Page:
transactions secured by the consumer’s principal dwelling.
Outline of CFPB Mortgage Servicing Proposal: TILA Amendments
American Bankers Association



                           a. Hybrid and Non-Hybrid ARMs. The Dodd-Frank Act applies this disclosure to only
                              hybrid ARMs, but the CFPB is proposing to use its discretionary authority to extend
                              the requirements to ARMs that are not hybrid.
                           b. Would NOT Apply To:
                                  i.  Adjustable-rate home equity plans
                                 ii.  Construction loans with terms of one year or less
                                iii.  The following loans, provided that they are fixed-rate transactions: price-
                                      level adjusted or other indexed mortgages that have a fixed rate of interest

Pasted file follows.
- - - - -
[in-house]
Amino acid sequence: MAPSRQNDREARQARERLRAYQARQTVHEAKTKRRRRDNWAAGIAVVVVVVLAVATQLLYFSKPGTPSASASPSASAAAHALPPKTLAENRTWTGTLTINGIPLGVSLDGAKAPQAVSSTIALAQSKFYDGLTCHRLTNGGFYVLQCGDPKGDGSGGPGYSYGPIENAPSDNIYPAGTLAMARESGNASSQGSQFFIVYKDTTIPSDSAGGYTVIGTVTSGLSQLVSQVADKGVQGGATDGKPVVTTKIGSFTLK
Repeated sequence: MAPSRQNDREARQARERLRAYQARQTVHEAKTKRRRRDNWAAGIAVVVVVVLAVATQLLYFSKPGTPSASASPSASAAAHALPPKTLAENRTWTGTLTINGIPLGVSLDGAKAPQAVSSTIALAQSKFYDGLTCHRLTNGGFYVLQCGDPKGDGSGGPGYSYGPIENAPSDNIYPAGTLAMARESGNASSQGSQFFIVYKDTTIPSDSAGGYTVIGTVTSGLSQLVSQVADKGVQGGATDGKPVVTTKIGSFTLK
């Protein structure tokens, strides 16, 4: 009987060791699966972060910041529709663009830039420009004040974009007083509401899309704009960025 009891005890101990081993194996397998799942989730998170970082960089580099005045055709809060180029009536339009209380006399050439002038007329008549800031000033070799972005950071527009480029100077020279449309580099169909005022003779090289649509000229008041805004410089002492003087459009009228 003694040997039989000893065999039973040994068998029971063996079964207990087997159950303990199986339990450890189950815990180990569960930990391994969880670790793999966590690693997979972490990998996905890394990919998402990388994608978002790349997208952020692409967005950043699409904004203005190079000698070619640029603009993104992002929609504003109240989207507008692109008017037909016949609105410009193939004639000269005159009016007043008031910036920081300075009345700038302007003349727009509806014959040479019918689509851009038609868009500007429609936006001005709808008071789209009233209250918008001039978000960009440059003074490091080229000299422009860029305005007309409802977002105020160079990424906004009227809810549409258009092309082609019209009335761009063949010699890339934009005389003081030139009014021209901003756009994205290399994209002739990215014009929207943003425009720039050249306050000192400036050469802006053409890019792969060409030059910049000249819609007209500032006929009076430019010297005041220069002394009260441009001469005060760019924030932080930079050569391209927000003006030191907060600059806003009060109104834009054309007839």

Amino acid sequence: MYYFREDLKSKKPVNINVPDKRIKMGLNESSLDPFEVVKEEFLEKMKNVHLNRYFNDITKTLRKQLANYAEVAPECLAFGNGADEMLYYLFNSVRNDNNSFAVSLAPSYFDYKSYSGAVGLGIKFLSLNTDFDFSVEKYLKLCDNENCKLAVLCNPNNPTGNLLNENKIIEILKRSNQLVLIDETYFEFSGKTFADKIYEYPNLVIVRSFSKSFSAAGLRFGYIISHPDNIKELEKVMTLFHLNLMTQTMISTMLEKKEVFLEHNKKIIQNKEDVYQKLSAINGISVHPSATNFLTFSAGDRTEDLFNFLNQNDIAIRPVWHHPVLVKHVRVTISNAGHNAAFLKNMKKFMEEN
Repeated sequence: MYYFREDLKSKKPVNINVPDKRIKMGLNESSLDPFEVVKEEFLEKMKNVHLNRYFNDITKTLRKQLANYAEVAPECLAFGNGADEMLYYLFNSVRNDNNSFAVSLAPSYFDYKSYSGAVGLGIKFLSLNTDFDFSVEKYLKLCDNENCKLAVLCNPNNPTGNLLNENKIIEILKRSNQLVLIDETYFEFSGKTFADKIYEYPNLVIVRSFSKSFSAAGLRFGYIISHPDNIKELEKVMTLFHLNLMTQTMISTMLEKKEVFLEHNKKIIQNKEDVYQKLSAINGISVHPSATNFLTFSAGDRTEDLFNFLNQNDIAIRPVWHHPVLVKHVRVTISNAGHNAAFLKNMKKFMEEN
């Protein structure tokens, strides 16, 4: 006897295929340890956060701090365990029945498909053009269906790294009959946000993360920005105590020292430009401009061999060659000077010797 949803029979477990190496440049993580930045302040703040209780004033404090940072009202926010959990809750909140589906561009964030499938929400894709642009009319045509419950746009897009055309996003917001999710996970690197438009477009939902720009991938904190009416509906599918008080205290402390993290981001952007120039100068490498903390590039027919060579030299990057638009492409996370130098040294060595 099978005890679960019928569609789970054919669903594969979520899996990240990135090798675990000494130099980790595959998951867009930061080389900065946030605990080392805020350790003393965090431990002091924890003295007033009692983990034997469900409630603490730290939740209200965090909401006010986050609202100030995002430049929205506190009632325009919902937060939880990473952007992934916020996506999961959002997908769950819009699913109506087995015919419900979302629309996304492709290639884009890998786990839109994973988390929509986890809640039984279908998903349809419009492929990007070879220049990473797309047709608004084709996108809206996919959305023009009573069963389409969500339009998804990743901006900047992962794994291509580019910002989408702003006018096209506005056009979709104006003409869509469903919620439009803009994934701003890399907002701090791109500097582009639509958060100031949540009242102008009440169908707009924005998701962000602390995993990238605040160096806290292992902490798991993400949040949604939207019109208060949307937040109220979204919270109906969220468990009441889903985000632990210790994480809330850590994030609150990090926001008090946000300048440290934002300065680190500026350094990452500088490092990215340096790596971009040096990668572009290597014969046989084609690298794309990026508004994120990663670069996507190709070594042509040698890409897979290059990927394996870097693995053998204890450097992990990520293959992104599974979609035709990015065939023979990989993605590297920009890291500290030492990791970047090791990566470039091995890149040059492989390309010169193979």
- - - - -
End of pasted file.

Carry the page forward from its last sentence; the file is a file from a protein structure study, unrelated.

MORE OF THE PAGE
but provide for periodic adjustments to payments and the loan balance to
                                      reflect changes in an index measuring prices or inflation; graduated-payment
                                      mortgages or step-rate transactions; renewable balloon-payment
                                      instruments; preferred-rate loans

                                Feedback Request: Timing and Scope of Initial Rate Reset Notice

                                     Will the burden imposed on small entities by the Initial Rate Reset requirements
                                      outweigh the consumer protection benefits afforded by the early notice of the